Electronic ticketing shortens the paper trail
May 26, 1998
Web posted at: 10:06 a.m. EST (1506 GMT)
(CNN) -- Everybody's talking about electronic ticketing -- or "e-ticketing" in the slick parlance of those in the know. It means you don't have an actual ticket for your flight, that all the information about the seat you booked is stored electronically in the airline's database.
This is not to be confused with "ticketless" airlines such as Western Pacific and a few others. On those carriers, you receive nothing except a confirmation number, unless you request that a receipt be faxed your way. Generally, ticketless airlines don't do advanced seat assignments, and the ticketless ticket is nonrefundable.
E-ticketing is different from the old way of airline ticketing in one way: the actual ticket, or flight coupon, isn't issued. You'll still call the travel agent or the airline or book your flight via the Internet just like you always have. You'll pay for the flight just like you always have. In most cases, especially if you ask for it, you'll still receive a passenger receipt and/or itinerary.
And some government regulations require that certain information be provided in hard copy format to passengers, so flyers will get some paper as a result.
But no ticket. The airline will issue a reservation number, or "record locator number," to confirm your reservation. Airline agents can access all the electronically stored information relating to your reservation, including that all-important advanced seat assignment, using that number.
The e-ticket option doesn't change airport procedures. If you normally check your bags with a skycap, you may do so with an e-ticket. Show the skycap your reservation number or a copy of your itinerary, and he or she can confirm your reservation at the curb. If you prefer to check your bags inside, do so. Once you've shown your ID at either the check-in counter or the gate, you'll be issued your boarding pass with your seat assignment.
Don't be afraid -- this is the future
E-ticketing is not a scary proposition, and it doesn't require anything extra on the traveler's part -- except to ask when making the reservations if it can be handled electronically. Most airlines do have an e-ticket option, and if the one you regularly use doesn't, it's almost certain to have it soon.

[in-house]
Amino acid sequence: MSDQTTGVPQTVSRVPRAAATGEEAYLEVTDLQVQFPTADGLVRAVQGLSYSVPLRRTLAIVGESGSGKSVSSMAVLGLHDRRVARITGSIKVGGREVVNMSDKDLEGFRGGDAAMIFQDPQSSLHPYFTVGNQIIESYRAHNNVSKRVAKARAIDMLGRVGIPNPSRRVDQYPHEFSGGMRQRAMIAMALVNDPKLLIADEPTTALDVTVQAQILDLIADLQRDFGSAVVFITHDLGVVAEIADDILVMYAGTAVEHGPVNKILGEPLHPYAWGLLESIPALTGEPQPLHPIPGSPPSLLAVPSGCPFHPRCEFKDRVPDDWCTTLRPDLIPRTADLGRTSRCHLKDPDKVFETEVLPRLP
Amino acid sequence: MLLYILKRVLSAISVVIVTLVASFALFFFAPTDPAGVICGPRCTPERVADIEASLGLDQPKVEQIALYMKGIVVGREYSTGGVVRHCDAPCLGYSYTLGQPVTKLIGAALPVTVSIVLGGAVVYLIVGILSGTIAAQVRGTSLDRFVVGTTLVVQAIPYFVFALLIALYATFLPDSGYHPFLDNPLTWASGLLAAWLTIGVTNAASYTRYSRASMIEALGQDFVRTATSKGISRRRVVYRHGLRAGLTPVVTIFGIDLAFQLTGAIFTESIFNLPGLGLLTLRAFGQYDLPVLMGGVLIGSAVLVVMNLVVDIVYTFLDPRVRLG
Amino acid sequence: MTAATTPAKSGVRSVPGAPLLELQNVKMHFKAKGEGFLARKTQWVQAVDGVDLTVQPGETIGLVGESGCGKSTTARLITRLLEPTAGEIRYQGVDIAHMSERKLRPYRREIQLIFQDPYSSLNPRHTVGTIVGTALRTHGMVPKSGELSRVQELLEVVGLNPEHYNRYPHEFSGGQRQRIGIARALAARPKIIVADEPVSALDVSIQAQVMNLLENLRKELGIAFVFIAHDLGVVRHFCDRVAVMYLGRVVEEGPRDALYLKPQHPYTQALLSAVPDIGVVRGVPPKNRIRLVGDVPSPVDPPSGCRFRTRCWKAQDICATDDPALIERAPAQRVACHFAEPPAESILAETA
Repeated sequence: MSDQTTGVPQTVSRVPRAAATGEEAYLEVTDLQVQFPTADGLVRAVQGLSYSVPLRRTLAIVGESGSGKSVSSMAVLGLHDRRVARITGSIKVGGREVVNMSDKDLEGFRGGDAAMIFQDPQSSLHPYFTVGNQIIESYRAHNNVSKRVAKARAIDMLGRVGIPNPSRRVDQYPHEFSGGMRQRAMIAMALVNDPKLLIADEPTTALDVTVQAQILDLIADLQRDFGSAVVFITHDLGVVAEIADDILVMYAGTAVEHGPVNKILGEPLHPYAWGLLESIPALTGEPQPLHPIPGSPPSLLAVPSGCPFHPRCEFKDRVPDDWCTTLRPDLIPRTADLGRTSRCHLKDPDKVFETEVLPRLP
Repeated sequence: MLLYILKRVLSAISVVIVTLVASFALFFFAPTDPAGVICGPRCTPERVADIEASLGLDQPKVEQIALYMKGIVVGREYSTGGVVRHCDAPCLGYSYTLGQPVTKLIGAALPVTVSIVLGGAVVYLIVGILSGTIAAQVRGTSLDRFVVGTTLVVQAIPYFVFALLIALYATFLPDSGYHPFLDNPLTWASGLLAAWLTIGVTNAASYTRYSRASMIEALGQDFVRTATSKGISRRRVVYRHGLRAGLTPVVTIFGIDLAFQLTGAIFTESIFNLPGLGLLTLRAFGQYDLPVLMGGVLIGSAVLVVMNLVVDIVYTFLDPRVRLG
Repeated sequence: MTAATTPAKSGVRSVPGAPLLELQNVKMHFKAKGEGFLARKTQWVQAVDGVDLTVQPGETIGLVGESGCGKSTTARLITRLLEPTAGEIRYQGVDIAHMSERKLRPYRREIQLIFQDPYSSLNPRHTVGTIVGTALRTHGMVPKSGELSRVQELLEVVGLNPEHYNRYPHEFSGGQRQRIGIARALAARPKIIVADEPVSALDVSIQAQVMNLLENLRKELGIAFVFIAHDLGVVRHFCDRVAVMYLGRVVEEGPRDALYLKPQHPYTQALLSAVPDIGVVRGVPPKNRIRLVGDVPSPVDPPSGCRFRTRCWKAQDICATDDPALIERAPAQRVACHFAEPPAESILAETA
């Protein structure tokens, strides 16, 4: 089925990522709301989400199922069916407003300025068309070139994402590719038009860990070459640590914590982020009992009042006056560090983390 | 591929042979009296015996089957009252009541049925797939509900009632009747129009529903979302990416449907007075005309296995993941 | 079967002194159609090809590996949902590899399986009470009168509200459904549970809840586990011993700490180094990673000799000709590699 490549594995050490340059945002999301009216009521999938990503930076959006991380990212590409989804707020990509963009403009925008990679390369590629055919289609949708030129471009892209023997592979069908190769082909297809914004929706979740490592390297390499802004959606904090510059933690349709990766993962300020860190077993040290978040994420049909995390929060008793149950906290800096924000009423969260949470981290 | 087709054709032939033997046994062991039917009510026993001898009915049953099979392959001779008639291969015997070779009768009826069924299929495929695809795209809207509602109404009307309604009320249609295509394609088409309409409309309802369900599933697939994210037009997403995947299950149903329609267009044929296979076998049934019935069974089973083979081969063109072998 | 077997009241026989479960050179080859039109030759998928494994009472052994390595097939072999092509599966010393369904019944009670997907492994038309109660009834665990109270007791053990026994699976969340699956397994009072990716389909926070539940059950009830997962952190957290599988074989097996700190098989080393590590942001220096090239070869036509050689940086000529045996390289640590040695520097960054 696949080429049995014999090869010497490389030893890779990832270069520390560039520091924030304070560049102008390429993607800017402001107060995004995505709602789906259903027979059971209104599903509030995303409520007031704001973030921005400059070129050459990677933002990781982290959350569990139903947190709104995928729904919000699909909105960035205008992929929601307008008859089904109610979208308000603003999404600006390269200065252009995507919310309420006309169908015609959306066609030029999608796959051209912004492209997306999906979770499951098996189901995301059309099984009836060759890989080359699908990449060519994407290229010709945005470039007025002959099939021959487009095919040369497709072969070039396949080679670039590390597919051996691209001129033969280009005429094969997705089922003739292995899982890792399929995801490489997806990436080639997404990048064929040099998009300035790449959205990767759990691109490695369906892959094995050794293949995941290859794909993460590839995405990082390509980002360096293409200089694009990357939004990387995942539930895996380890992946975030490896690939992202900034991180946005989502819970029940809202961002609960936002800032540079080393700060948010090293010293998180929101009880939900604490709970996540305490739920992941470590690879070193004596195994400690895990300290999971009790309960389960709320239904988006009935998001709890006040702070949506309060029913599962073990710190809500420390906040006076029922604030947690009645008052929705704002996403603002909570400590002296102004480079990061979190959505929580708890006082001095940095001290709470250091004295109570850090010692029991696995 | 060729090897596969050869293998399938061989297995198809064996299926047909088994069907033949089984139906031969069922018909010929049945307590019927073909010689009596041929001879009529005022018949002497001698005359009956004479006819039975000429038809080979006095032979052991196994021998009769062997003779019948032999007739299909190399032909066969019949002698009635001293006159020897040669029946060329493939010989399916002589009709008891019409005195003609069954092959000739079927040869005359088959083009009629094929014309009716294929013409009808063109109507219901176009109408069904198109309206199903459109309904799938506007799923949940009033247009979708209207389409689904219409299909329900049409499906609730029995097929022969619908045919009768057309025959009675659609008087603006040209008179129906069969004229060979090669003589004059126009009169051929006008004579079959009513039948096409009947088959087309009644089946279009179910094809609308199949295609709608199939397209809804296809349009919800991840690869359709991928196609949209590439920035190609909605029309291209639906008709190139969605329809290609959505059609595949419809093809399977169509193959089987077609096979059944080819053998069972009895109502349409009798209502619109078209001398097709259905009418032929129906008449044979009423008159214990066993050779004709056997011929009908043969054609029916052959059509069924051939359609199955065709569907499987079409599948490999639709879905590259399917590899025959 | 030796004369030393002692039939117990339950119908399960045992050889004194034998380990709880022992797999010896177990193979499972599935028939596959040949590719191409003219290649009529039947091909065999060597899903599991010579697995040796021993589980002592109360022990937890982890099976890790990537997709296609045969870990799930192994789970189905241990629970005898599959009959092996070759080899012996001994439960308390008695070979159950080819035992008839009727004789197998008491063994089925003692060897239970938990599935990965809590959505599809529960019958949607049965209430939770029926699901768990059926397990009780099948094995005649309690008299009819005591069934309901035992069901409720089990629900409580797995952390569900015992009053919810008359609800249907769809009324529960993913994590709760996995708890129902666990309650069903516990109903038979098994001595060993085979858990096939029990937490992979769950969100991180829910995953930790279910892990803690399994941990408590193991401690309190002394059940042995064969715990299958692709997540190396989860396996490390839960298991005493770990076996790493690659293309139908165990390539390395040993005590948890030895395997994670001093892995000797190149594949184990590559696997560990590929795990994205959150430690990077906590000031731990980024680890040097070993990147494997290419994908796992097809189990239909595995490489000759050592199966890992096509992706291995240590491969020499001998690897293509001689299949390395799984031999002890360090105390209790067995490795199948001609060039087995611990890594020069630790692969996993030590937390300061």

So what's the big deal about e-ticketing, then, if there's practically no difference between it and conventional ticketing? For starters, it's one less piece of paper for everybody to keep up with. And those pieces of paper add up when airlines are computing their costs. Industry analysts say e-ticketing will save airlines by speeding up accounting processes, and reducing handling costs.
But beyond that, e-ticketing is a harbinger of things to come in the reservations/ticketing end of travel -- and perhaps beyond.
Some airlines are already issuing "smart cards" to their frequent flyers. These smart cards act as ticket, boarding pass, credit card, telephone card and/or frequent flyer card. The possible applications for this technology are practically endless, and definitely spell radical changes in the way travelers and airlines do business.
A few problems will need to be ironed out before these new systems become the standard. Among them are difficulties travel agencies have in handling refunds for unused tickets and the lack (so far) of coordination BETWEEN airlines -- travelers can't be booked electronically from one airline to another, and should it be necessary to change carriers at the airport, the traveler has to have a ticket printed before dashing to the connecting gate.
But the future in air travel is here, and changing. Stay tuned -- electronically, of course.
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